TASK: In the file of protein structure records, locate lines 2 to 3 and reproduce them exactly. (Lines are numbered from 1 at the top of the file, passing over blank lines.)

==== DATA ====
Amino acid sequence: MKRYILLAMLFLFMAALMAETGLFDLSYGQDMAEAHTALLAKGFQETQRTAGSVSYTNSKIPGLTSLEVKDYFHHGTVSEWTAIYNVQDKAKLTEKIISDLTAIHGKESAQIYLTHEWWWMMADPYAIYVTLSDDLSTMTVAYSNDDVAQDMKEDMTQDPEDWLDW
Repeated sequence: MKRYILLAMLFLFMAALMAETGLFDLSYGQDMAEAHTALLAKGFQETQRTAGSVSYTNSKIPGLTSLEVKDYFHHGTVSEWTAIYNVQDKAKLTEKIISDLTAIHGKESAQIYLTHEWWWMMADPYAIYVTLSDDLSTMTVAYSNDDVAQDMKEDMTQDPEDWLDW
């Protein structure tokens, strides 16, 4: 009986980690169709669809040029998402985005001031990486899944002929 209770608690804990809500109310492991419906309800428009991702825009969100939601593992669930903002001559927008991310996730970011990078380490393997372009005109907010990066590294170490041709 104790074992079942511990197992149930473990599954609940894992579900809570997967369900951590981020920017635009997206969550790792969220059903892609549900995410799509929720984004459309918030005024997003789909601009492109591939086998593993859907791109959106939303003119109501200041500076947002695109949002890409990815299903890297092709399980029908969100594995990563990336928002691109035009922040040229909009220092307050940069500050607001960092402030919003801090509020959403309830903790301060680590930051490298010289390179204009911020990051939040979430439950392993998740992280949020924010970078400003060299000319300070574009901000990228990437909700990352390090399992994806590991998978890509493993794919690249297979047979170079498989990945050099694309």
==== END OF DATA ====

Repeated sequence: MKRYILLAMLFLFMAALMAETGLFDLSYGQDMAEAHTALLAKGFQETQRTAGSVSYTNSKIPGLTSLEVKDYFHHGTVSEWTAIYNVQDKAKLTEKIISDLTAIHGKESAQIYLTHEWWWMMADPYAIYVTLSDDLSTMTVAYSNDDVAQDMKEDMTQDPEDWLDW
């Protein structure tokens, strides 16, 4: 009986980690169709669809040029998402985005001031990486899944002929 209770608690804990809500109310492991419906309800428009991702825009969100939601593992669930903002001559927008991310996730970011990078380490393997372009005109907010990066590294170490041709 104790074992079942511990197992149930473990599954609940894992579900809570997967369900951590981020920017635009997206969550790792969220059903892609549900995410799509929720984004459309918030005024997003789909601009492109591939086998593993859907791109959106939303003119109501200041500076947002695109949002890409990815299903890297092709399980029908969100594995990563990336928002691109035009922040040229909009220092307050940069500050607001960092402030919003801090509020959403309830903790301060680590930051490298010289390179204009911020990051939040979430439950392993998740992280949020924010970078400003060299000319300070574009901000990228990437909700990352390090399992994806590991998978890509493993794919690249297979047979170079498989990945050099694309």